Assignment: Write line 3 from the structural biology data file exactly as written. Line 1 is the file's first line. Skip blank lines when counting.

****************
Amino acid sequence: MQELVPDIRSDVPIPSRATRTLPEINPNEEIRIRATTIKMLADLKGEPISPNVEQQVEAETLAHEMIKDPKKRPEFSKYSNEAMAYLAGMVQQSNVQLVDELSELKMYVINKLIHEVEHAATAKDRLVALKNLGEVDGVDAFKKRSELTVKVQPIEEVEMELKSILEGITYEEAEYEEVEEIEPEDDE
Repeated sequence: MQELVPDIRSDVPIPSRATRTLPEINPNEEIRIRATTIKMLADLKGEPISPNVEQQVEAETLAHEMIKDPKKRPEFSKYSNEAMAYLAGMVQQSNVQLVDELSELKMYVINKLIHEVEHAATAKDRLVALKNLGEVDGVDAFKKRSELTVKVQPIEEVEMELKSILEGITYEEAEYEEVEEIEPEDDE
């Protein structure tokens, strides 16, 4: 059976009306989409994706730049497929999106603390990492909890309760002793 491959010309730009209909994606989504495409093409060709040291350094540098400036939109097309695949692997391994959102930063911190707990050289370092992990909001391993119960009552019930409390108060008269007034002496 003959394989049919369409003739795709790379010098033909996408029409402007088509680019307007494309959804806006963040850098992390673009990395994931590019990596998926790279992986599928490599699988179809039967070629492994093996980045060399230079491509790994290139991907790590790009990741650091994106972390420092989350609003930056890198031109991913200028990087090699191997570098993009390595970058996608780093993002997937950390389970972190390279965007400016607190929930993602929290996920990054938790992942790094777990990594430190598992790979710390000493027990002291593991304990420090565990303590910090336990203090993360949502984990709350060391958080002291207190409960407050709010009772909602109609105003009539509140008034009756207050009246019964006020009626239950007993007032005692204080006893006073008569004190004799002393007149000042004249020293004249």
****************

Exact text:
């Protein structure tokens, strides 16, 4: 059976009306989409994706730049497929999106603390990492909890309760002793 491959010309730009209909994606989504495409093409060709040291350094540098400036939109097309695949692997391994959102930063911190707990050289370092992990909001391993119960009552019930409390108060008269007034002496 003959394989049919369409003739795709790379010098033909996408029409402007088509680019307007494309959804806006963040850098992390673009990395994931590019990596998926790279992986599928490599699988179809039967070629492994093996980045060399230079491509790994290139991907790590790009990741650091994106972390420092989350609003930056890198031109991913200028990087090699191997570098993009390595970058996608780093993002997937950390389970972190390279965007400016607190929930993602929290996920990054938790992942790094777990990594430190598992790979710390000493027990002291593991304990420090565990303590910090336990203090993360949502984990709350060391958080002291207190409960407050709010009772909602109609105003009539509140008034009756207050009246019964006020009626239950007993007032005692204080006893006073008569004190004799002393007149000042004249020293004249």